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Bed hoist - self construction sanity check

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  • #16
    If it's "just" a grab handle you could make up a rig that sort of looks like an engine hoist quite easily. A sort of "V or "U shaped base that extends from the post side under the bed to just shy of the opposite side. The post, of course, then the arm with the grab handle on the end.

    The rig could also easily be done in wood as well.

    The exact nature of the design would depend on how much, if any, room there is on the opposite side of the bed to the wall. If there is a couple of feet of room then it would greatly ease the stress points by allowing a wider base of support for a vertical leg structure and bracing. But if it has to fit really snug and "tight" then I think you're looking at metal for sure.
    Chilliwack BC, Canada


    • #17
      You made a good decision Cenedd.

      The biggest impediment to welding it yourself as a first project is that you don't yet know how to tell "good enough" from something that will break later. A "good looking" weld can be brittle. It can create a stress riser that will crack later. It can lack good fusion and pop off under stress.

      Pro welders often do NO design work. They follow the engineer's instructions, since the engineer has training in exactly where things need to be reinforced and exactly what weld will do the job best. The engineer does not need to know how to weld. The welder does not need to know how to engineer.

      Fabrication shops are different in that they often have people who do the design and the construction too. Same with home shops. My rule of thumb is that I will not weld anything that can injure people if it fails. If forced to do so, I make it many times stronger than I think it should be. I also check my welds once in a while.

      At the end of the project, there is a profound difference between spare parts and left over parts.

      Location: SF East Bay.


      • #18
        I know you're not going to make it but if you do try a hand at welding until you get comfortable weld & bold things together thus on backs up the other. I have a half size SS electric shop crain that may have been used for that as it's not horror fright quality, runs on a sealed 12v battery with a pendant. Very handy for changing chucks & have an on board charger & a button you push to check the charge.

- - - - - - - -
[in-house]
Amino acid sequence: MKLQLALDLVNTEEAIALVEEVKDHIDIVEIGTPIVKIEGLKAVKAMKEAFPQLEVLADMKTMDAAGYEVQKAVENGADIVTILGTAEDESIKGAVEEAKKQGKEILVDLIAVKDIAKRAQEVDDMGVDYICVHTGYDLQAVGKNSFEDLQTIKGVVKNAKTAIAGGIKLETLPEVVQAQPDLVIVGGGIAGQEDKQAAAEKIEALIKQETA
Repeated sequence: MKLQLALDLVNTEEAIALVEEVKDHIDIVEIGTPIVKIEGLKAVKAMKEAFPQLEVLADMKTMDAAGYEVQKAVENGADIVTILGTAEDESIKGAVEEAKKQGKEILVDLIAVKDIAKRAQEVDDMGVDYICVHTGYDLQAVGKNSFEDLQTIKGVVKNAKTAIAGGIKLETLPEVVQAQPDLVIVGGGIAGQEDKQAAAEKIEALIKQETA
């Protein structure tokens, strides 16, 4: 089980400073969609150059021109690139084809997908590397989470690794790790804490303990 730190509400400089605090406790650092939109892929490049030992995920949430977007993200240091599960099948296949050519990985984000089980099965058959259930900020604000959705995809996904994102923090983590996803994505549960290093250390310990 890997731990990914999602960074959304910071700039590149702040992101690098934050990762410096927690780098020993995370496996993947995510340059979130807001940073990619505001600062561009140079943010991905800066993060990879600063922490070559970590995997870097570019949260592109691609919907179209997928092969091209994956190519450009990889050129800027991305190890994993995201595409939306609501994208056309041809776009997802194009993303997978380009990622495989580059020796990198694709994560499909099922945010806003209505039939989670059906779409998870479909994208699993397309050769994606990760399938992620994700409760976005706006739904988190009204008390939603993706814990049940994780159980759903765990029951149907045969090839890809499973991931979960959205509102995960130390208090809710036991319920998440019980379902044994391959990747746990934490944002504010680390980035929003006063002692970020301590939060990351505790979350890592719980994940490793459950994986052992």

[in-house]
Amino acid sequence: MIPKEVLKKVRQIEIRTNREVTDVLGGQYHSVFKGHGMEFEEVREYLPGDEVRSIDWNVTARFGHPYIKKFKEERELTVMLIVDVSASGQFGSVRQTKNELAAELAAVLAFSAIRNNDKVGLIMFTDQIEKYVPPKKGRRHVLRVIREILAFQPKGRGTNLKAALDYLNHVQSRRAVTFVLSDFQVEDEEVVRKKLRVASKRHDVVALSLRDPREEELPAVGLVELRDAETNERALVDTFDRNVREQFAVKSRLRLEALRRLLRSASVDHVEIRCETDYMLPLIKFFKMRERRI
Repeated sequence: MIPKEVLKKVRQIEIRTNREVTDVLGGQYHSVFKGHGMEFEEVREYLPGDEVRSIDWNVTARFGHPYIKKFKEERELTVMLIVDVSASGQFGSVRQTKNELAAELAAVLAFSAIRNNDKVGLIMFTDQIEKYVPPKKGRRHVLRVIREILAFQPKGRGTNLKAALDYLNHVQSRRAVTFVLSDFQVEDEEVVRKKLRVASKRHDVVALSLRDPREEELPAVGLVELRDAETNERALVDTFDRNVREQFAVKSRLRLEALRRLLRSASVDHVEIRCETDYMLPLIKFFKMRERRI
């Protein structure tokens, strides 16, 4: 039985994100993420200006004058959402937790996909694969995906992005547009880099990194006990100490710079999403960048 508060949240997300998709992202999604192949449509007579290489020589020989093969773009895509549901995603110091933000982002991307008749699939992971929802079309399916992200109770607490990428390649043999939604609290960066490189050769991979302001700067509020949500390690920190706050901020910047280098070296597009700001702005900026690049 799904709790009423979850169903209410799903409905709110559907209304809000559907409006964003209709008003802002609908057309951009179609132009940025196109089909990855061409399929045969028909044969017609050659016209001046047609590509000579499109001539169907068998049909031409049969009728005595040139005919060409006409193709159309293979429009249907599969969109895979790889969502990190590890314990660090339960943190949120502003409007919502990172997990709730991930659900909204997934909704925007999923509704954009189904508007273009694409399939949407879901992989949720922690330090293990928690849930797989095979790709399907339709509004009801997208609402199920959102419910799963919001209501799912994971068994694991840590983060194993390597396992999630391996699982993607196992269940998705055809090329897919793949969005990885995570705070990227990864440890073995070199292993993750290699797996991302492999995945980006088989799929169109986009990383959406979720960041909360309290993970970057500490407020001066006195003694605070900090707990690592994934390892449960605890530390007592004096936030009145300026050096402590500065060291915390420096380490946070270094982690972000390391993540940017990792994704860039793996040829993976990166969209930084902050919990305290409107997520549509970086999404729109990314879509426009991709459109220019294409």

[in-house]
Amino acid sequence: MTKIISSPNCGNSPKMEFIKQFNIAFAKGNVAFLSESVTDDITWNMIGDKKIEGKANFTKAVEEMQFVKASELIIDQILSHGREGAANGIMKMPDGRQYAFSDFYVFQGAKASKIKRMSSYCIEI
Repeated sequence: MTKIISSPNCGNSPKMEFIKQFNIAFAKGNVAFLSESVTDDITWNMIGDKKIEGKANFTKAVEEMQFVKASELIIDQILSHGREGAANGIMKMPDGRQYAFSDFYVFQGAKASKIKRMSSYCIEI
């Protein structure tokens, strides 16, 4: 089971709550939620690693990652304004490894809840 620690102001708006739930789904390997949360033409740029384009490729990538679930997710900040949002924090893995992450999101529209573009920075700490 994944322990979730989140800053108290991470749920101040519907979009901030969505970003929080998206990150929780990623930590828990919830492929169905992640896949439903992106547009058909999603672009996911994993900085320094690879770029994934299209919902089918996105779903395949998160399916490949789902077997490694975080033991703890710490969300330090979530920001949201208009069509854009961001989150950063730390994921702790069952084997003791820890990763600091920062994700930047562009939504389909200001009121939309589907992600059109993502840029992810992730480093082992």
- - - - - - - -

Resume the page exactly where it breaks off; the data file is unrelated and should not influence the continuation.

• #19
          Originally posted by Cenedd View Post
          Thanks for the ideas guys. I spoke to the physio today and they moved the goal posts somewhat. I'm going to talk to them again tomorrow but from what they said today, they think that making it 'too easy' would actually hinder her recovery. Going to have the discussion on whether to move her in here for a few days or take her home - both have issues.
          Got grab handles in order the major places she's going to need them and height raisers on the chair and bed. Just need one more near the toilet which is going to be a challenge because of the void between the wall surface and actual solid wall.

          For reference, I was definitely thinking static handle rather than hydraulic lift.
          I'm a bit scared of trying to screw anything major into the ceiling to be be honest. It's concrete rather than wood beams - which sounds like a good thing but it's from about 1910 and I've no idea if there's rebar (I would assume there must be) or how thick it is before I intrude into upstairs' living room!

          Will definitely check out fittings for glorified Mechano - there's bound to be something else before I have the spare time to learn to weld properly!

          Yep. using such devices can easily hinder recovery. Unless there is a clear reason for continuous use of lift assists, making a patient do as much as possible speeds their recovery. So listen to the therapists. This ain't their first rodeo.

          If you need a lift, Hoyer Lifts are nothing more than an engine hoist with a sling for lifting people instead of engines.
          If you think you understand what is going on, you haven't been paying attention.


          • #20
            Don't think you need a overhead handle ????
            When my wife had her knee surgery, I took some 3/4" Thinwall conduit ( steel pipe , used by electricians , but very thin walls)
            and bent it into a L shape. Then I clamped one end of it to the steel angle frame of the bed and screwed the other to the bed head board.
            So it was a raised handrail and did the trick . Maybe this is easier for you
            Green Bay, WI